Monday, September 19, 2011

Contemplative Monday

Last week a colleague and old acquaintance passed away. Her name is Maxine Tynes. I met Maxine back in the 60's......she was a close friend of my brother, Bernard. She was a teacher, activist, published writer and poet.

I worked with her at the local high school where she taught English Literature and she would always have one of 'my' students in her class who required some accommodations made to the course. 

She was always very sensitive to their needs and would bend over backgrounds to assist them any way she could.

I will miss the fact that I will not have a 'chance meeting' with her again. She was always so attentive and her eyes sparkled with interest whenever she was listening or talking with you.

Here is something she wrote which may give you an idea of the woman she was:


Women are always looking into mirrors, looking for a mirror to look into, or thinking about, regretting, sighing over or not quite believing what they’ve seen in the mirror.

We’re looking at ourselves; looking for ourselves. The girls we were, the women we are, and what we will become. Searching, always searching in mirrors.

For people of colour, for Black people, for this Black woman in particular, the search is the same, but different. We are constantly looking for who we are. So many of the signals have been lost, historically and culturally, along the way.

I’m (at least) a fourth generation Black Canadian woman, writer, poet, broadcast journalist, teacher, performance artist. But as soon as I say something in print or otherwise about my Black past I have to qualify it; because we as a people have lost many tangible, documented traces of who we are.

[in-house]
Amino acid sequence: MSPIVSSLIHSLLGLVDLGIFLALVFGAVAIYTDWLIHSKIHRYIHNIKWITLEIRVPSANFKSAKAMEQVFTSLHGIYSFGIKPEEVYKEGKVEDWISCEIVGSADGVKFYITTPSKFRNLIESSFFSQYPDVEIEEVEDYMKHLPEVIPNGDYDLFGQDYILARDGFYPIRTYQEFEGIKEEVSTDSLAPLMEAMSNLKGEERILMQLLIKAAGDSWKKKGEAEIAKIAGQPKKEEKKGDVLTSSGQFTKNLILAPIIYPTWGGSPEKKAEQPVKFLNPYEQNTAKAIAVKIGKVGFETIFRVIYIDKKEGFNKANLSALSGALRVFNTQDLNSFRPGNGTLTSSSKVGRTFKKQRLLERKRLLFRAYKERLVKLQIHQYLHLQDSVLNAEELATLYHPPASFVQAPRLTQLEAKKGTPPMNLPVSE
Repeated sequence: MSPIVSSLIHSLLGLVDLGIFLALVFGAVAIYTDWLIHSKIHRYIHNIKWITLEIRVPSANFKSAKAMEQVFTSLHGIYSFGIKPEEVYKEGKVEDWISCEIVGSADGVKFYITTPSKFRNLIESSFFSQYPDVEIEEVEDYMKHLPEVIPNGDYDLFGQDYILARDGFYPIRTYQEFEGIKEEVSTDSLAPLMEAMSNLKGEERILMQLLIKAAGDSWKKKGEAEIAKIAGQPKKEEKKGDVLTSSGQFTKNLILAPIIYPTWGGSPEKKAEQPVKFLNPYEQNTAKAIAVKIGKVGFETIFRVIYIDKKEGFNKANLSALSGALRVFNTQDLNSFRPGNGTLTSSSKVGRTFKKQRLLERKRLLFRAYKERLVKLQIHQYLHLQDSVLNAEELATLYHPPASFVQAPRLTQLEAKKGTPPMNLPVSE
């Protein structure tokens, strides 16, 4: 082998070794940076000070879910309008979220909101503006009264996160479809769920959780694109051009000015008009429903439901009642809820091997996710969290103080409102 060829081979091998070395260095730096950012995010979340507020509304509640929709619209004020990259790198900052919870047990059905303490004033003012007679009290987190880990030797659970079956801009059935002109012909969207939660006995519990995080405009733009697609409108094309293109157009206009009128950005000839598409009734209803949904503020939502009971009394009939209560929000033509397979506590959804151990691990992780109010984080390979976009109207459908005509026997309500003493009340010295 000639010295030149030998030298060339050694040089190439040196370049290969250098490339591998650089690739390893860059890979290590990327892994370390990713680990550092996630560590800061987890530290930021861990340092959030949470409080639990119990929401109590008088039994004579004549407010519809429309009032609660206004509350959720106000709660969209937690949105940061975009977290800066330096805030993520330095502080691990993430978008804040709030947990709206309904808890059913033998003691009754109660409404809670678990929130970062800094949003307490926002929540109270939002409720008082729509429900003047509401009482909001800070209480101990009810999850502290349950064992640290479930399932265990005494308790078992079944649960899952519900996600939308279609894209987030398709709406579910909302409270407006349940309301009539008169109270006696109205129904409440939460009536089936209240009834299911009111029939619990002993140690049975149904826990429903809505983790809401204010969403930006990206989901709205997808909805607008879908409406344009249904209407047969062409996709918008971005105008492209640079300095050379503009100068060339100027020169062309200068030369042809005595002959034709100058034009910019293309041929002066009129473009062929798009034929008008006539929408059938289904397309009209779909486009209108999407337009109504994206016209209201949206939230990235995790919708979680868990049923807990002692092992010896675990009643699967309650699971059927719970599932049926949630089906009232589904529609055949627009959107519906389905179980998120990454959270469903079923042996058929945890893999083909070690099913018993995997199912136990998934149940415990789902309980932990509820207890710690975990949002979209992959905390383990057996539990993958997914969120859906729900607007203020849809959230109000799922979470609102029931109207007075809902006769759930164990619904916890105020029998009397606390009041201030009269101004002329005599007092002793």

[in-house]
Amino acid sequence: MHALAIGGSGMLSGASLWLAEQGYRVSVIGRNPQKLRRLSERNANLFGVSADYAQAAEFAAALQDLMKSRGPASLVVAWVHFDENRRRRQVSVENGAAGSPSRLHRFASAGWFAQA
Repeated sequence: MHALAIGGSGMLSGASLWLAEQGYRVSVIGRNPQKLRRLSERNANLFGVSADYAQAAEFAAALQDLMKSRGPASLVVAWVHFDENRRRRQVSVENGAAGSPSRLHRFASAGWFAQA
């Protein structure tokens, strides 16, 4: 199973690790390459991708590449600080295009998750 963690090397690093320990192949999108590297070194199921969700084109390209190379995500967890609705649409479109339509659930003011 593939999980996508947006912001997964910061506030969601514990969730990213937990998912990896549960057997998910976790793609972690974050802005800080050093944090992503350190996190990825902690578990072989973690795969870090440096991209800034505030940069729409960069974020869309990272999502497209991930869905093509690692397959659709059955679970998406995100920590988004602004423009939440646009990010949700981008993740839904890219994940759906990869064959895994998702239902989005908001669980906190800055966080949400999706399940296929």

I cannot possibly say to you that I am a woman descendent from the people of the plains – the Serengeti, of Kenya, of Ghana, the Gambia or of Zaire – the heartland. I can only look to the vast expanse of Africa, that black mother continent, and say, that is who and what and where I am.

For me, a Black woman four generations hence on these shores, that is a lament into the mirror of the map of that place. Africa.

Or, I can, as I sometimes do, look into my mother’s face. And seeing she has the high, proud nose of North Africa, I wonder about the where – the valley, the tribal name, the kinship and origins I will never know. That, too, is a lament.

Then, as I often do, I look into my poet’s soul to find there the route to self and personhood, both Black and female. That looking is not a lament but the greatest of joys.

My poems, my poetry are like mirrors reflecting back in great or subtle beams and shafts of light and words and images that are womanly and Black and brown and tan and full of the joy and pride in femaleness and in Black womanhood that I am.

My poems are great shouts of the joy that I feel and share; the deep passion that rocks and caresses and embraces me and all that is part of my world and my life. The laments for lost heritage are there; but, then, so are the feelings of having found a centre and a self-acceptance and an identity in this Black and woman’s skin that I so joyfully wear.
I wear it joyfully. I wear it big. I wear it womanly. And I wear it Black. Black. Black. As night, deep and soft and endless with no moon. Just black and perfect splendour in life and in being a woman in this world.

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